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How to Cook Pork Hocks Just like Oma ❤️

➤ by Oma Gerhild Fulson

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Make Pork Hocks the German way for a wonderful Oktoberfest experience!

Learn how to cook Pork Hocks, not just for Oktoberfest, but anytime you want something traditionally German and wonderfully delicious! There are two main methods for cooking pork hocks. This one uses both cooking on the stove and finishing off in the oven. May sound like extra work. It really isn't and the results are worth it! This is REAL German food, Oktoberfest style!

Called Eisbein in northern Germany and Schweinshaxe in the southern part, it is cooked from fresh ham hocks rather than smoked hocks. German recipes don't get much better than this! 

Kaffeeklatsch Trivia with a cup of coffee and steam rising

  • Schweinshaxe (as it's called in southern Germany) is a roasted ham hock or pork knuckle
  • Eisbein (as it's called in northern Germany) is usually pickled first and then boiled
  •  Originally this was considered food for the poor people, aka Armeleuteessen, since it was made with inexpensive cuts of meat  
  • Since this is a tough piece of meat, full of connective tissue, ligaments, and muscle, it needs to be cooked low and slow, to turn it into delicious fork-tender meat
  • Traditionally this is served with potato dumplings and red cabbage or with sauerkraut and potatoes

How to Cook Pork Hocks ❤️


  • 1 leek, well cleaned, diced
  • 1 stalk celery, diced
  • 1 carrot, diced
  • 1 onion, diced
  • 1 - 2 meaty pork hocks
  • salt, peppercorns, cumin (if desired)


  • Put vegetables, 1 tsp salt, 1 tsp peppercorns, and pork hocks in pot.
  • Add water to cover, bring to boil, reduce heat to simmer, and cook until hocks are just tender - about 2 - 3 hours. Do not overcook.
  • Drain, keeping vegetables and cooking liquid.
  • Preheat oven to 425°F.
  • To baking dish (if cast-iron pot is use, add 2 Tbsp of oil), add drained pork hocks, drained cooked vegetables, and a small amount of the cooking liquid. Score the fat layer.
  • Bake 30 minutes, occasionally basting meat with cooking liquid.
  • Serve meat with potatoes and sauerkraut. If desired, serve the cooking liquid (thicken with corn starch if desired). Add a bit of cumin to liquid if desired.


  • Keep the extra drained liquid from cooking the pork hocks. Use what's needed for the roasting process. Let the rest cool and refrigerate. Skim off the congealed fat and use the broth for soups or stews.

The other way to make this is just to roast it. Both are traditional and have their own followers, each claiming their pork hocks are the best.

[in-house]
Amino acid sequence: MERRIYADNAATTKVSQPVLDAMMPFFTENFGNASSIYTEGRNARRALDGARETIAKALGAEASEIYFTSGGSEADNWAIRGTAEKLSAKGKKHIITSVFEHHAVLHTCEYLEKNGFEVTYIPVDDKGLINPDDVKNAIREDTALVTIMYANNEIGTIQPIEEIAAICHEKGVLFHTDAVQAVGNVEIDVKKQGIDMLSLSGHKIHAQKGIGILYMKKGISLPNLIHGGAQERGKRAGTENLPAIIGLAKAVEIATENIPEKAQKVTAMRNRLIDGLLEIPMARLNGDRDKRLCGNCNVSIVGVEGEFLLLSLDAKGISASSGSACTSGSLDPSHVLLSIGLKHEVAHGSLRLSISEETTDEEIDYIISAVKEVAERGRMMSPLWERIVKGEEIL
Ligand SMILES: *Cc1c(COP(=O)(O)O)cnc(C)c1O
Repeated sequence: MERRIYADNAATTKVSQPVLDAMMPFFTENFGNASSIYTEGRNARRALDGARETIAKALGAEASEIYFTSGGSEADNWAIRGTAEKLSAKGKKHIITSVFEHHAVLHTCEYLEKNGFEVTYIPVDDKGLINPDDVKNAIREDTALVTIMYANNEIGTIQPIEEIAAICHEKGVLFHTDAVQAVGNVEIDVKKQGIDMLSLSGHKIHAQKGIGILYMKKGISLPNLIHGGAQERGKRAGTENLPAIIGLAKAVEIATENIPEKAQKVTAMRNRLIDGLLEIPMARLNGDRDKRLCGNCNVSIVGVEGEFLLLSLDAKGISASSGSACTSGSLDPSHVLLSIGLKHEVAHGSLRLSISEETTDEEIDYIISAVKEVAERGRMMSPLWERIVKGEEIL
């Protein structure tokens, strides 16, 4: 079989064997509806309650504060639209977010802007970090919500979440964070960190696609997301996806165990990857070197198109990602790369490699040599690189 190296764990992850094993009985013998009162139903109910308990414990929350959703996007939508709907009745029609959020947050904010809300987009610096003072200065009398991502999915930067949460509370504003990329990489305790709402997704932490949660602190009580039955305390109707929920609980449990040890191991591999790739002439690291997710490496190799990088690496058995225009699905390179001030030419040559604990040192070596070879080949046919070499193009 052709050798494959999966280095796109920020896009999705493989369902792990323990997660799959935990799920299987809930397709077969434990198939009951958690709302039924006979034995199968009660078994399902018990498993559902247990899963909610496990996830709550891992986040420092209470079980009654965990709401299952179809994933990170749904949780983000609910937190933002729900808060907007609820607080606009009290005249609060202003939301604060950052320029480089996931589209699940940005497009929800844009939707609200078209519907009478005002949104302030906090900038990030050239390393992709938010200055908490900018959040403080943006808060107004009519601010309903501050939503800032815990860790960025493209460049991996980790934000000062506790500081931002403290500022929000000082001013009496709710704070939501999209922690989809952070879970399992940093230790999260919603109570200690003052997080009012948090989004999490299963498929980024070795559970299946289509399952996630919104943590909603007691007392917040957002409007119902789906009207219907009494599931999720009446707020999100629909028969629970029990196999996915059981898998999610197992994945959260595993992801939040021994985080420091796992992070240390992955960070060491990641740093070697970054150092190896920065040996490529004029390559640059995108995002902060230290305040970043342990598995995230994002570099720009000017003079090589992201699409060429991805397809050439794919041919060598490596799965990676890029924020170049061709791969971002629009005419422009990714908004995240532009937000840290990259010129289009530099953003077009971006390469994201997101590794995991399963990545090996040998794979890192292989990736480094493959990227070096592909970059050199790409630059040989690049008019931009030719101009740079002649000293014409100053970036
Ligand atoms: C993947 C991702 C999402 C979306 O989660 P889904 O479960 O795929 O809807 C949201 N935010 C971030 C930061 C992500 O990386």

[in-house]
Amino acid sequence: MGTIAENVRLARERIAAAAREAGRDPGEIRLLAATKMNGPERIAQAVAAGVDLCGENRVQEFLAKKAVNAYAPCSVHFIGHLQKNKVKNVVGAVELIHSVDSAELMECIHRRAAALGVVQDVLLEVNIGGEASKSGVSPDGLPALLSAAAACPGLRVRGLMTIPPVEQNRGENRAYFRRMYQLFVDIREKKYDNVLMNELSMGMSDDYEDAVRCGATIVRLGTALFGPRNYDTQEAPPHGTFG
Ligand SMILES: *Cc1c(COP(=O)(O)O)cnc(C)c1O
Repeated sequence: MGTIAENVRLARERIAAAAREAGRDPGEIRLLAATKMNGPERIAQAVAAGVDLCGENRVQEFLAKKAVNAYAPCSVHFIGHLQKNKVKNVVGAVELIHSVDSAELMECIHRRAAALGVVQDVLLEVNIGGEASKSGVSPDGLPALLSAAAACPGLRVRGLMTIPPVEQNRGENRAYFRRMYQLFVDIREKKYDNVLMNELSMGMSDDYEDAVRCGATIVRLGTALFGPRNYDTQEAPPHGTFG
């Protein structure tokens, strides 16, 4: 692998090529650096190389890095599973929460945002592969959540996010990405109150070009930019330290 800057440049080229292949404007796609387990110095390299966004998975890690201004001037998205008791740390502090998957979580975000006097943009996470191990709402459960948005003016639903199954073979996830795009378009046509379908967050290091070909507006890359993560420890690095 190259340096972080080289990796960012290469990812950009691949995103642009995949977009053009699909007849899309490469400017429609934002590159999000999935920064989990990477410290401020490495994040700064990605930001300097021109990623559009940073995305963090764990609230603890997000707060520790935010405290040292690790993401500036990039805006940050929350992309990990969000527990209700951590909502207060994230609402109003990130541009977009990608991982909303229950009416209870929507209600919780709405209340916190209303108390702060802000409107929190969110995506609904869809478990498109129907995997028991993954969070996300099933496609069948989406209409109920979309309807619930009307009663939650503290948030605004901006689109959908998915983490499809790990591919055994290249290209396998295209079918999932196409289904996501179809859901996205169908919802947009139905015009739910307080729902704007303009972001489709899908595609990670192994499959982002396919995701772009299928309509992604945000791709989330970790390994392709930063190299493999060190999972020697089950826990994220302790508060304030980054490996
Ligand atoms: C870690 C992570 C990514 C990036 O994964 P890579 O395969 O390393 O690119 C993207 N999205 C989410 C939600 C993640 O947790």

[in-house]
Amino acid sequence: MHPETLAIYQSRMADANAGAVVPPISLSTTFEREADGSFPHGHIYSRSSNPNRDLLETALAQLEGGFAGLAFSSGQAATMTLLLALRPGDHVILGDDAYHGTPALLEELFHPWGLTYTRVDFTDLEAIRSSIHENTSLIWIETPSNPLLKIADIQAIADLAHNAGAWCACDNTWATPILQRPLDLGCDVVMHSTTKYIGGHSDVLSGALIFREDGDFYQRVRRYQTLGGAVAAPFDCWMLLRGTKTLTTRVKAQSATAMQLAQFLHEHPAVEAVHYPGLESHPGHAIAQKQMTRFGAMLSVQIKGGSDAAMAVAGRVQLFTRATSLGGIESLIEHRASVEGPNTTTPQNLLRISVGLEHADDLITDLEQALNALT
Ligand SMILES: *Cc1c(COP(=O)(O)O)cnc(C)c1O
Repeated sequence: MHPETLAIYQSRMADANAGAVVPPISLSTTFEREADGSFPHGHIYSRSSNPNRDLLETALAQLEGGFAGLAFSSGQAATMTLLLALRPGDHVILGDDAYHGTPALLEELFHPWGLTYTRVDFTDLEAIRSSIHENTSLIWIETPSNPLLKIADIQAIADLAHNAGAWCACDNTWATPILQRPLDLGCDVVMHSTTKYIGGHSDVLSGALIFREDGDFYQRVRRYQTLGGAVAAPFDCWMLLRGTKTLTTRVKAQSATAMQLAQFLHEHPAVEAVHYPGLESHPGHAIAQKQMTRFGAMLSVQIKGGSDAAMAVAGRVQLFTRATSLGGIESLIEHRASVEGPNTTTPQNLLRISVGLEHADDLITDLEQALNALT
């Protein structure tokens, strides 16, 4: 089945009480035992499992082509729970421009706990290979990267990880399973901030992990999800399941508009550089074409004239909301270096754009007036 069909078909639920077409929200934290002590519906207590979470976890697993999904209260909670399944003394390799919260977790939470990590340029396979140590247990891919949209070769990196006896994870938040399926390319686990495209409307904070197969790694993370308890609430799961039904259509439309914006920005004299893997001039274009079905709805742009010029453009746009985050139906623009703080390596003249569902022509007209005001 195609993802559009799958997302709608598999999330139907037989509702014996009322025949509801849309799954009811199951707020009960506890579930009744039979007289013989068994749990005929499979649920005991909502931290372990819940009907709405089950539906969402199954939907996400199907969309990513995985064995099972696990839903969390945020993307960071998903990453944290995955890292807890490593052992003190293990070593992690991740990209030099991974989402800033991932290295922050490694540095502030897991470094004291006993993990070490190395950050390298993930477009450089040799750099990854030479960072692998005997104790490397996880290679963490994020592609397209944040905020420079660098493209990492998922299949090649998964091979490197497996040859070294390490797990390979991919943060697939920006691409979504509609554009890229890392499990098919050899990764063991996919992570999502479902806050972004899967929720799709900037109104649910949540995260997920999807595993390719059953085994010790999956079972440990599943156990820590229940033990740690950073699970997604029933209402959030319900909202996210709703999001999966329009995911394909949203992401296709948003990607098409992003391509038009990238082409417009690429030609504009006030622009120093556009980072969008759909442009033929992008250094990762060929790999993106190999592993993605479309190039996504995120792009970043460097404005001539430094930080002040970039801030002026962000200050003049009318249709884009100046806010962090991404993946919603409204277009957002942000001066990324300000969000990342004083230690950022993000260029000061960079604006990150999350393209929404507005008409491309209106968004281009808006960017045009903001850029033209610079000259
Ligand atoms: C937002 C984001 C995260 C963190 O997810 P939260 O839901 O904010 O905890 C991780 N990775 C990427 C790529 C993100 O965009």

Oma's Favorite German Recipes cookbook can be found at Just Like Oma's online store.

Tips on Pork Hocks ...

  • When you buy the fresh pork hocks, try to find the meatiest ones you can.
  • Depending on the size of the hocks, one to two meaty hocks will feed about three to four people. Served with boiled potatoes and sauerkraut, you've a traditional Oktoberfest meal
  • Check the fresh pork hocks to see if there are any hairs on the hocks before you cook them. If there are, the easiest way to get rid of them is to singe them off. Light a candle and hold the "hairy" hock over the flame, and the hair will "melt away".

Smoked hocks or fresh?

Smoked pork hocks are great, however they will make this dish taste like ham. If you want the traditional "pork hock" dinner, the type you get at Oktoberfest, then buy fresh pork hocks.

Learning how to cook pork hocks so that they'll remind you of Oktoberfest, really is easy. Here, the fresh pork hocks have already been boiled.  The fat layer has been scored, the veggies added to the pan, and this is ready to go into the oven.

Pork hocks have been boiled and ready to go into the oven.Boiled pork hocks, ready for the oven.

Depending on the oven, you may need to keep the hocks in for a bit longer than the 30 minutes in order to get the amount of 'browning' and 'crispiness' that you wish. 

Make sure that the base of the meat is in the liquid. To get a really crispy skin, do not baste the fat layer. It needs to be dry in order for the real browning to occur.

Wonderfully crisp pork hocks, ready to eat.Fresh out of the oven, these pork hocks with their crispy rind are perfection!

More Pork Recipes ...

Oma's Pork Recipes

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Oma's Cookbooks (downloadable & print)

A is for Asparagus cookbook
Favorite German Recipes Cookbook
Quick Fix Soup eCookbook
Oma's Favorite Slow Cooker Recipes Cookbook
Top 10 Instant Pot Pressure Cooker Recipes eCookbook
Oma's Christmas Baking eCookbook
Oma's Summer Salads eCookbook
Oma's Easter Feast eCookbook
Oma's German Meat Recipes eCookbook
Oma's Oktoberfest eCookbook
German Meals at Oma's paperback cookbook

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PIN the following post so you'll be ready when you're pulling out your cast iron dutch oven or your big baking dish to make Oma's Pork Hocks recipe for your Oktoberfest party ... and want to share it with others!

Make Pork Hocks the German way for a wonderful Oktoberfest experience!
Make Pork Hocks the German way for a wonderful Oktoberfest experience!

Words to the Wise

"For the Lord sees clearly what a man does, examining every path he takes."

Proverbs 5:21 (NLT)

How to Cook Pork Hocks Just like Oma ❤️


How to Cook Pork Hocks Just like Oma

Learn how to cook pork hocks, not just for Oktoberfest, but anytime you want something traditionally German and wonderfully delicious! A hearty meal any time of the year!

Yield: 1 hock per person

Ingredients: pork hock, carrots, celery, onion,

For the full recipe, scroll up ...